Scam calls are a prolific issue within the United States. In 2021, nearly 60 million Americans fell victim to scam calls, resulting in $9.8 Billion in losses. But scam callers aren’t always after money directly; they often seek personal information, which they will use for nefarious purposes.
Scam callers may attempt to impersonate your cable company, the IRS, your insurance provider, and even your security company to extract personal information.
Recently, an American Alarm Central Station operator received a customer report that they had been contacted by someone claiming to be an alarm company.
Fortunately, this savvy customer knew better than to reveal their personal information and instead hung up and reported the call to our team.
In light of this incident, we wanted to share some strategies you can use to identify and handle suspicious calls, particularly concerning your home security system.
American Alarm’s Communication Practices
If you receive a call claiming to be your security company, remember the following points to help determine whether the call is legitimate.
- American Alarm calls may not always appear as “American Alarm” on a caller ID system as various Caller ID services use different formatting. There are two phone numbers that may present when someone from our security command center calls in response to your alarm. Enter these into the contacts directory on your phone. These numbers are 781-859-2700 or 781-641-2000 and should be labeled “American Alarm.”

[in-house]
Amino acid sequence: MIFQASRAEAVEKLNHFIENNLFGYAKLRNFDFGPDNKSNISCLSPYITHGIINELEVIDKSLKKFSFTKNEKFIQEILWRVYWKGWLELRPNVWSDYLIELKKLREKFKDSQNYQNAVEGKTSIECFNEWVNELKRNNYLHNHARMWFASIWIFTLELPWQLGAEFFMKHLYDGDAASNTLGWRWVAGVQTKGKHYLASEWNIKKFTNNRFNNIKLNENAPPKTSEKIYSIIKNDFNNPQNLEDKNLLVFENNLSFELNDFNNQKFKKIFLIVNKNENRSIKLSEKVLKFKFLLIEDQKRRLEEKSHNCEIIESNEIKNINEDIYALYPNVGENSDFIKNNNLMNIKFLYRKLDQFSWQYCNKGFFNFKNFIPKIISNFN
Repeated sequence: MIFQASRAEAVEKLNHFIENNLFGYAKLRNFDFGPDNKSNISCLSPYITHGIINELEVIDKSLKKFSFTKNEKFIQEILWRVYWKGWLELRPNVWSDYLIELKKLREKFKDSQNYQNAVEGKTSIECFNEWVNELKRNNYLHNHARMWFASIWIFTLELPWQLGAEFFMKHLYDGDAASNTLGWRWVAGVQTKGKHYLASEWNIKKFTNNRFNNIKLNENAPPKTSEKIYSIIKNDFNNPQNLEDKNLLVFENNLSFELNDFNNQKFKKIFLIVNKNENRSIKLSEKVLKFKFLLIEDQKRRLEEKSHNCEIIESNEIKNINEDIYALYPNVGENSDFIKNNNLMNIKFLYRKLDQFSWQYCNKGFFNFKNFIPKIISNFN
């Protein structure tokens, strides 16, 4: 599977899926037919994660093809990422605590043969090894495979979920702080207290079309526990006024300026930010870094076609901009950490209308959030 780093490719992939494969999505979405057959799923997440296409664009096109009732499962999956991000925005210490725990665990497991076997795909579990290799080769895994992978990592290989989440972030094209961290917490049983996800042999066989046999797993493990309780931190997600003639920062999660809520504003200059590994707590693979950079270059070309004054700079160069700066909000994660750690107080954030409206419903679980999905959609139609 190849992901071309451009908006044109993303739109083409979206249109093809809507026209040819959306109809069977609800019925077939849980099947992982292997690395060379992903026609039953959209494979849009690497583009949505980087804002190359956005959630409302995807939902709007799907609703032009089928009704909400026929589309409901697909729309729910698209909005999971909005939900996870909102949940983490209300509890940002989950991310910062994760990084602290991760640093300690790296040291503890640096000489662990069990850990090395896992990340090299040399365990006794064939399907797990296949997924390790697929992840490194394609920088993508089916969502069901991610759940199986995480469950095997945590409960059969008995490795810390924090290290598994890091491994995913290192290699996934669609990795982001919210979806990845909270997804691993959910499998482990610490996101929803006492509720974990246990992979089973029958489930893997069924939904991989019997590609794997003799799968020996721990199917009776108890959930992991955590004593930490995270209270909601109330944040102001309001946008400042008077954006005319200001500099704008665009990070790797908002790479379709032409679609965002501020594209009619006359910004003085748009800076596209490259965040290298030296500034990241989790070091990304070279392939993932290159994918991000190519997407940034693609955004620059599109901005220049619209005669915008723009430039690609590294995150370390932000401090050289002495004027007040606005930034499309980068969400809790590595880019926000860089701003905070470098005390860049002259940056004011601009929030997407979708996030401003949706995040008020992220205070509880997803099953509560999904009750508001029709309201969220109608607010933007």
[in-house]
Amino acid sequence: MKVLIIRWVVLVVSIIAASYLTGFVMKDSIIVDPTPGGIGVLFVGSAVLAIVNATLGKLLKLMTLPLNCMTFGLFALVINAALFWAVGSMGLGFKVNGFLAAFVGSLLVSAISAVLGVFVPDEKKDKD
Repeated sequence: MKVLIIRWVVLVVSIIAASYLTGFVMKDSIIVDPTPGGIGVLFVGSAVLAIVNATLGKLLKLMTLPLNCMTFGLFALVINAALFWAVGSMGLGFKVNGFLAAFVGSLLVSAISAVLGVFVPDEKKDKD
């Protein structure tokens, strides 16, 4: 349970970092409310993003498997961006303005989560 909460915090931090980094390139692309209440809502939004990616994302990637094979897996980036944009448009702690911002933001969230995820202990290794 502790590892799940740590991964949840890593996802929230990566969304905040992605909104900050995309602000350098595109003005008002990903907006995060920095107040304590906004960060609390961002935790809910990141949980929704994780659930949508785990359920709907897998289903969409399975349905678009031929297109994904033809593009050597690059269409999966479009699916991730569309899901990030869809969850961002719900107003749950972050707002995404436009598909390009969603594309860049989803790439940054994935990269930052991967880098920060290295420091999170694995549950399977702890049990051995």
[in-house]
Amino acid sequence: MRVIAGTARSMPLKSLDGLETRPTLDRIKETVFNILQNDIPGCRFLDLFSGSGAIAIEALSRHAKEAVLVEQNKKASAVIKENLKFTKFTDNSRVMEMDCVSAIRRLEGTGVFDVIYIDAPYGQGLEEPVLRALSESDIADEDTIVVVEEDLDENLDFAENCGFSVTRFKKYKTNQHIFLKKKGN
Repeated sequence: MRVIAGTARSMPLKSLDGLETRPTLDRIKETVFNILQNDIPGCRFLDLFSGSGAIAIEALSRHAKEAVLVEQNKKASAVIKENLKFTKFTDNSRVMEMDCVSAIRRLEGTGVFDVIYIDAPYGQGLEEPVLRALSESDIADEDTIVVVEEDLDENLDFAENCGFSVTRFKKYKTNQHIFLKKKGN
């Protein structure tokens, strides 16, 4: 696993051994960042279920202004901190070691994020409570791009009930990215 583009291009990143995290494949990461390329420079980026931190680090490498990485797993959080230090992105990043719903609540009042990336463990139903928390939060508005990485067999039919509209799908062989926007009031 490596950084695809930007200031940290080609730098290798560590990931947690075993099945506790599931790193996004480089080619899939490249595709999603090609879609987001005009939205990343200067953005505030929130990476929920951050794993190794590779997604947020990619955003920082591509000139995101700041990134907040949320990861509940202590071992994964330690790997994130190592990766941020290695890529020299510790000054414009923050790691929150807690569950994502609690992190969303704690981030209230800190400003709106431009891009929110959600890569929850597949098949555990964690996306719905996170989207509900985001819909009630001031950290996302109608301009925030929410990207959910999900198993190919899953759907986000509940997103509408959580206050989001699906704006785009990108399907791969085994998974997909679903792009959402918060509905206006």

- American Alarm operators will always identify themselves using “Central Station” and their first name.
- While we do request a passcode in response to an alarm, if the alarm is not active, feel free to decline to offer a passcode but be sure to call us back right away at 781-859-2700 to confirm.
- If you feel your system password has been compromised, call us immediately.
- If you receive a suspicious call concerning your alarm system, capture the caller ID along with the date and time. Call and speak with an operator at either of the above numbers. We will always investigate!
- Take care when arming and disarming your system. Remember to confirm your alarm system’s status to help reduce false alarms.
What to do if you suspect a call is fraudulent
Scammers are becoming increasingly adept at mimicking realistic scenarios, so it may be challenging to determine the legitimacy of a call.
Some common signs of a fraud caller include:
- Claiming to be from a government agency, such as the IRS or the Social Security Administration.
- Saying you owe money or you’re in trouble with the law.
- Requesting personal information, such as your Social Security number, credit card, or bank account number.
- Pressuring you to act quickly or to pay money immediately.
If you receive a call like this, don’t provide any personal information. Instead, hang up and contact the agency or business directly to verify the claims the caller made. If a call is fraudulent, report it to the Federal Trade Commission (FTC) to protect others from scammers. You can file a report online at ftc.gov/complaint.